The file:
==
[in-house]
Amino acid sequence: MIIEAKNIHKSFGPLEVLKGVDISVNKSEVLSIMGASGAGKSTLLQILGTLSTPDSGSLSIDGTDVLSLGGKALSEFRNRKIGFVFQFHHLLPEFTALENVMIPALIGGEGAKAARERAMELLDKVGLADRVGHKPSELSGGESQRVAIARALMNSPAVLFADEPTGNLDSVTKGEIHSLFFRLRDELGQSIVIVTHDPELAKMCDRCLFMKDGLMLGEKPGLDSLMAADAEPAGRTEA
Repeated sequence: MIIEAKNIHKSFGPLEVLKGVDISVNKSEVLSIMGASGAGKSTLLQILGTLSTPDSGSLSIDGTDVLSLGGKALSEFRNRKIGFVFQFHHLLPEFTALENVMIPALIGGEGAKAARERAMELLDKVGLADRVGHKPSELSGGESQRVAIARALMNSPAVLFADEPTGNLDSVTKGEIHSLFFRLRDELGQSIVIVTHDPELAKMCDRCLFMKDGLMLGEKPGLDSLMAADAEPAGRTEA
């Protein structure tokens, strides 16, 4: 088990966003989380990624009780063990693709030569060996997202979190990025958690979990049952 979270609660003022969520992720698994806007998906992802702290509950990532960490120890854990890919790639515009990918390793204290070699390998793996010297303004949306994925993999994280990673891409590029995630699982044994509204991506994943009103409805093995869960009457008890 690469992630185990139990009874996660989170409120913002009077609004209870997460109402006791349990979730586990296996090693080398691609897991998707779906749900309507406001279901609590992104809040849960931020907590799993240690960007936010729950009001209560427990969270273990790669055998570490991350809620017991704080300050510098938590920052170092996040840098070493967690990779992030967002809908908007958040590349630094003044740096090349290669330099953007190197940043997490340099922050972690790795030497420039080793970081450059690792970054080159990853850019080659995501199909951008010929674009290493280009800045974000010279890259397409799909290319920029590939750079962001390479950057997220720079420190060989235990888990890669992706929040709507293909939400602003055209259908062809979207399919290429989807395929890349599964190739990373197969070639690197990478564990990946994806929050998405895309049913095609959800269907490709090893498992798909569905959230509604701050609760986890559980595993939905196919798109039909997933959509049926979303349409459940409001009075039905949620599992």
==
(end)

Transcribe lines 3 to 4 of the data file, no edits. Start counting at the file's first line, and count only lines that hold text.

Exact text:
Repeated sequence: MIIEAKNIHKSFGPLEVLKGVDISVNKSEVLSIMGASGAGKSTLLQILGTLSTPDSGSLSIDGTDVLSLGGKALSEFRNRKIGFVFQFHHLLPEFTALENVMIPALIGGEGAKAARERAMELLDKVGLADRVGHKPSELSGGESQRVAIARALMNSPAVLFADEPTGNLDSVTKGEIHSLFFRLRDELGQSIVIVTHDPELAKMCDRCLFMKDGLMLGEKPGLDSLMAADAEPAGRTEA
């Protein structure tokens, strides 16, 4: 088990966003989380990624009780063990693709030569060996997202979190990025958690979990049952 979270609660003022969520992720698994806007998906992802702290509950990532960490120890854990890919790639515009990918390793204290070699390998793996010297303004949306994925993999994280990673891409590029995630699982044994509204991506994943009103409805093995869960009457008890 690469992630185990139990009874996660989170409120913002009077609004209870997460109402006791349990979730586990296996090693080398691609897991998707779906749900309507406001279901609590992104809040849960931020907590799993240690960007936010729950009001209560427990969270273990790669055998570490991350809620017991704080300050510098938590920052170092996040840098070493967690990779992030967002809908908007958040590349630094003044740096090349290669330099953007190197940043997490340099922050972690790795030497420039080793970081450059690792970054080159990853850019080659995501199909951008010929674009290493280009800045974000010279890259397409799909290319920029590939750079962001390479950057997220720079420190060989235990888990890669992706929040709507293909939400602003055209259908062809979207399919290429989807395929890349599964190739990373197969070639690197990478564990990946994806929050998405895309049913095609959800269907490709090893498992798909569905959230509604701050609760986890559980595993939905196919798109039909997933959509049926979303349409459940409001009075039905949620599992």